NAIROBI — A four-year field investigation by a Britain-based monitoring group has found that South Sudan’s neighbors, Uganda in particular, circumvented arms embargoes on the war-torn country, funneling European weaponry to armies on both sides of its civil war, which has displaced millions and resulted in an estimated 383,000 deaths.
The European Union has imposed an arms embargo on South Sudan since the latter’s independence in 2011. The report, published by Conflict Armament Research (CAR), shows how the South Sudanese government arranged for Uganda to provide the “end-user assurances” needed by weapons manufacturers in Romania, Bulgaria and Slovakia — all E.U. member states — to legally sell their wares. The weapons were then “retransferred” to South Sudan.
“Our field teams have physically documented hundreds of weapons and over 200,000 rounds of ammunition,” said CAR Executive Director James Bevan. “The result is a forensic picture of how prohibitions on arms transfers to the warring parties have failed.”
Uganda’s arms trade with South Sudan has been well known, but the report is the first to detail the provenance of some of the weaponry. Spokesmen for Uganda’s military did not respond immediately to requests for comment.
South Sudanese Information Minister Michael Makuei Lueth dismissed the report, maintaining that “we don’t even have money to buy arms and now we need money for the peace agreement,” in comments to the Associated Press. He added that there was also no reason African countries should abide by an E.U. embargo.
South Sudan’s civil war began in 2013 and has triggered one of the world’s largest humanitarian emergencies. Millions of South Sudanese have sought refuge in displacement camps in the country or in neighboring countries. The less lucky have hid in vast swamps where there is little by way of food or shelter. Last year, parts of South Sudan experienced a famine, and much of the population has been chronically undernourished for years. Civilians have borne the brunt of the war.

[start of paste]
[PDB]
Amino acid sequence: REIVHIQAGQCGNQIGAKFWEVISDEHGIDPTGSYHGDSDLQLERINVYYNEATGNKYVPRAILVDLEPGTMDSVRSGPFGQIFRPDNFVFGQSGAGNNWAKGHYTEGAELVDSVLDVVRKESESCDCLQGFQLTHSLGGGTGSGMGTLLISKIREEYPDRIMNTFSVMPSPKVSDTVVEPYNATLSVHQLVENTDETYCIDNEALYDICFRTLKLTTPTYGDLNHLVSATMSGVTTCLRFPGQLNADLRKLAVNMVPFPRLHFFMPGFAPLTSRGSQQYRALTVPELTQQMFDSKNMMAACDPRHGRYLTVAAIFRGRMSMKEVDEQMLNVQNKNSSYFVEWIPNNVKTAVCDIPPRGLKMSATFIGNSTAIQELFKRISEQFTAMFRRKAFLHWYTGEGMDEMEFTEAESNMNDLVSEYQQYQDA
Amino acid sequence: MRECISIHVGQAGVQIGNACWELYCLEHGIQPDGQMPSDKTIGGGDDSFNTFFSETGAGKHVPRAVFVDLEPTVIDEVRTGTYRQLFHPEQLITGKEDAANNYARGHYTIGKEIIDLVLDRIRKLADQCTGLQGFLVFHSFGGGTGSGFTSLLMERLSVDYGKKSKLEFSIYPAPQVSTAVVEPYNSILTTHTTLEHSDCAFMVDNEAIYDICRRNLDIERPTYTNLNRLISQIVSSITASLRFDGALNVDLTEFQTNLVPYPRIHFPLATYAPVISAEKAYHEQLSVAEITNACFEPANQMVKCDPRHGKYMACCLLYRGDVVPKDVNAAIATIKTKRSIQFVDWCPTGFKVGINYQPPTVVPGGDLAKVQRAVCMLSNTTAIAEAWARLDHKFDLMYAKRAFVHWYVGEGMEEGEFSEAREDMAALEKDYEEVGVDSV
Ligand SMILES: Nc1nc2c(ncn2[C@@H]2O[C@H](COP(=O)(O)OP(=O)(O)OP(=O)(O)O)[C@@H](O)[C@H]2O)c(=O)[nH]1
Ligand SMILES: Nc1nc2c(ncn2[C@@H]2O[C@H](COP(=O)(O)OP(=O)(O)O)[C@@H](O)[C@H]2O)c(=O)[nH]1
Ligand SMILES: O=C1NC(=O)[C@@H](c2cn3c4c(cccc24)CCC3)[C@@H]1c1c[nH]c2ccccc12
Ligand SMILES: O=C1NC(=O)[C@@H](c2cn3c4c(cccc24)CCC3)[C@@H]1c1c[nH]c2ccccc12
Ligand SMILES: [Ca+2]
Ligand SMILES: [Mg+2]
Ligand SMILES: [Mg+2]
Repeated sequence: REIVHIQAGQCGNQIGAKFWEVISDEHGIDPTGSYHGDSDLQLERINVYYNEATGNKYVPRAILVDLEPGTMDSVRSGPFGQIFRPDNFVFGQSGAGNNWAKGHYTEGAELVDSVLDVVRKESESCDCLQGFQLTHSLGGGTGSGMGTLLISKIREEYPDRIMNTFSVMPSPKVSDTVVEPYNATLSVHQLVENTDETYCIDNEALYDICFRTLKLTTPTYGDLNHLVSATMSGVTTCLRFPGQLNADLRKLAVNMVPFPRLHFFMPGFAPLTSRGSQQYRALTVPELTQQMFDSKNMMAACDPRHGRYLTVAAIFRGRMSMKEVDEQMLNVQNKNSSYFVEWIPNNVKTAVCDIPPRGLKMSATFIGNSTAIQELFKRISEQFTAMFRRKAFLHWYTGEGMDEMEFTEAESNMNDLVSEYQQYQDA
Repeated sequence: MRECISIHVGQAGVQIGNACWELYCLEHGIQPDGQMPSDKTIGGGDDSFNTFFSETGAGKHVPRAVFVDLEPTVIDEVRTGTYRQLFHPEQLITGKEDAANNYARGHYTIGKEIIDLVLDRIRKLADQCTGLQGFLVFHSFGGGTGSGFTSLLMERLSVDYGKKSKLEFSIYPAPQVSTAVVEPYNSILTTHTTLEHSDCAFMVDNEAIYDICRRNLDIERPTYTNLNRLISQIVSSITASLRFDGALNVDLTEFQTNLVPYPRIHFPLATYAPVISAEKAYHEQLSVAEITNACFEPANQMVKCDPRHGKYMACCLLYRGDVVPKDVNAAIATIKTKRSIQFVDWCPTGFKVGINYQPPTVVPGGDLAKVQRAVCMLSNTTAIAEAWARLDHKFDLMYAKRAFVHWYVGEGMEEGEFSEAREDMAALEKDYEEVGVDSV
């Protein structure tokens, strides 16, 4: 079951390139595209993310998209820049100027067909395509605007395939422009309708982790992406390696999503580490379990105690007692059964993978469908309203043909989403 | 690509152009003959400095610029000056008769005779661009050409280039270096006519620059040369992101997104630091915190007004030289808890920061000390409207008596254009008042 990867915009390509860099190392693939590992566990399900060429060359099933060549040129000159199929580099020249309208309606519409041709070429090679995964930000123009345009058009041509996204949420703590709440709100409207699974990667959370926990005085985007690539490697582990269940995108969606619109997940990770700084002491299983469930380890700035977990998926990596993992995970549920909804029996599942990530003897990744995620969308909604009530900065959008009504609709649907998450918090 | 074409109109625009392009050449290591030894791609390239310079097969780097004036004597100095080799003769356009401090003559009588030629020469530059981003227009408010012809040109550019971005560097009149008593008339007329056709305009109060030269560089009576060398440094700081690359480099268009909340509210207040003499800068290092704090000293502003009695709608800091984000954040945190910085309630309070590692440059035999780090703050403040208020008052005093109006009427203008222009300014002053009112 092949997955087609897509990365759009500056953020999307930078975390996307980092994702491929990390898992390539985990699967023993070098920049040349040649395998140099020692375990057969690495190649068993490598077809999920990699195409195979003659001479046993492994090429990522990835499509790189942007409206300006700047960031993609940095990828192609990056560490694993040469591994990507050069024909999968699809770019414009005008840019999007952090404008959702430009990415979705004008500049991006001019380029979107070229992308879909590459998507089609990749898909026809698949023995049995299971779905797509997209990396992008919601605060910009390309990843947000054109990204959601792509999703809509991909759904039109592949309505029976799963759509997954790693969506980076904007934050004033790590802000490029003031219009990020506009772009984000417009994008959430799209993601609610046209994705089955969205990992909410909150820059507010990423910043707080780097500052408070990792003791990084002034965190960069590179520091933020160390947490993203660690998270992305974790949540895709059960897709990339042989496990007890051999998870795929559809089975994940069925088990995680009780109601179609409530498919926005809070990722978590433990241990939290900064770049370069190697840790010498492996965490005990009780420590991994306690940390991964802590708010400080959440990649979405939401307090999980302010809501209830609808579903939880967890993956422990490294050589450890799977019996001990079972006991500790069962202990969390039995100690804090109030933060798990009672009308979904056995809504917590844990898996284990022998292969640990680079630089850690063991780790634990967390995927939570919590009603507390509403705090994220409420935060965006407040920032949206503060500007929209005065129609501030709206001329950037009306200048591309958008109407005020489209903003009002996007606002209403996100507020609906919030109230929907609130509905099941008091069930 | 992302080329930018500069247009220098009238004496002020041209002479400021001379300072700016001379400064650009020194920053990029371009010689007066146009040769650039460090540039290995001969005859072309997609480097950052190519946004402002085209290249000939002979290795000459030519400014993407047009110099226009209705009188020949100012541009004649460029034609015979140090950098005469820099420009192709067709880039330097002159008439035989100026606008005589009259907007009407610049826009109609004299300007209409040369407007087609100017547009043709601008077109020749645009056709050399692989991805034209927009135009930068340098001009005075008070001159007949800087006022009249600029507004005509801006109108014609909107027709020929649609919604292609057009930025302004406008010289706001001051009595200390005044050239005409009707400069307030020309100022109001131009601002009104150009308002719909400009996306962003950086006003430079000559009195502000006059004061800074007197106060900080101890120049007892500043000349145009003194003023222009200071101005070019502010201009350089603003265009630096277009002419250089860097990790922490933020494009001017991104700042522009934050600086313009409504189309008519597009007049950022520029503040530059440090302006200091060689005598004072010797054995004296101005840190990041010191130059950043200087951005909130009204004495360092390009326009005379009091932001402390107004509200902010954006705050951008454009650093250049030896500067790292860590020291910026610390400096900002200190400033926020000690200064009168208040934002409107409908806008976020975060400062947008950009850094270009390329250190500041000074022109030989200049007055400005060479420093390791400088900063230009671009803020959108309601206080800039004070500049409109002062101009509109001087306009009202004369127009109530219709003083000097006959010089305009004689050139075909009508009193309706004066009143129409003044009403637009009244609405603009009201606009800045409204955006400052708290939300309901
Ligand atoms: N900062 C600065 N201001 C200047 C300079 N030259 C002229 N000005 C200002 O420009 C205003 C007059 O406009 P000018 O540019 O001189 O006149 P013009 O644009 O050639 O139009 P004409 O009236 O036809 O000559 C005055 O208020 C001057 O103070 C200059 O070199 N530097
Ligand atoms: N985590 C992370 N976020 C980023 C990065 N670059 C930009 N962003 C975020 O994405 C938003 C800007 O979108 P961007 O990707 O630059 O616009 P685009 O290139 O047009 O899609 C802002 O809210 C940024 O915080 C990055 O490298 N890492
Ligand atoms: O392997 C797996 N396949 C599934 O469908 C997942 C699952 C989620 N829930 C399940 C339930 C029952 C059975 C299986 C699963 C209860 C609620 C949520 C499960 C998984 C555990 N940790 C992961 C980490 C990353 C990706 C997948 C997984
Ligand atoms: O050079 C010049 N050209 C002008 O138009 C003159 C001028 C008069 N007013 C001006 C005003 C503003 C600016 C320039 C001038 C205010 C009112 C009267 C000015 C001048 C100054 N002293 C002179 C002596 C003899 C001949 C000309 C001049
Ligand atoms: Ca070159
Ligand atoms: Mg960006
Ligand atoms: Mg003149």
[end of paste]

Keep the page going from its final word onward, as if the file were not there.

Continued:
South Sudan broke away from Sudan in 2011. Sudan routinely denies any role in supporting South Sudanese rebels or other destabilizing tactics. Both Sudan and Uganda have pledged to contribute peacekeepers to the United Nations mission in South Sudan and helped broker a September peace agreement between South Sudan’s government and rebels. Previous peace agreements have been abrogated by persistent fighting.
CAR said that there was no evidence that European countries exporting weapons to Uganda were aware that those weapons were ultimately bound for South Sudan.
One of the most astonishing findings in the report is that 99 percent of the ammunition tracked by CAR is of Chinese origin. Some of it was legally transferred to South Sudan, but much of it was delivered secretly to the opposition via Sudan in 2015 and is still being used.
CAR also identified a network of companies with affiliates in Israel, Uganda and the United States that procured a U.S.-made fighter jet and transferred it to the South Sudanese military along with an Austrian-made surveillance aircraft.
The United States did not impose an arms embargo on South Sudan until February and before that was trying to broker peace agreements. The United States is often said to have “midwifed” South Sudan by leading the negotiations for its independence from Sudan. The U.N. Security Council followed with its own embargo in July.
Gordon Buay, an official at the South Sudanese Embassy in Washington, told The Washington Post in July that for the South Sudanese government, “that arms embargo has no effect at all.”
The “arms embargo will not stop South Sudan from acquiring weapons,” he said. “Instead, it will bring South Sudan closer to China and Russia.”
For now, the peace agreement pushed by South Sudan’s neighbors in September appears to be holding. But experts caution that end-to-end enforcement of the arms embargoes are key to any sustainable cessation of fighting.
“When Uganda and Sudan funnel arms into the conflict, fighting flares. When the arms stop, the parties are more willing to talk,” said Alan Boswell, a South Sudan analyst at the International Crisis Group. “Washington was never willing to take a hard line with Uganda on South Sudan. This was the biggest missed opportunity to halt the war early.”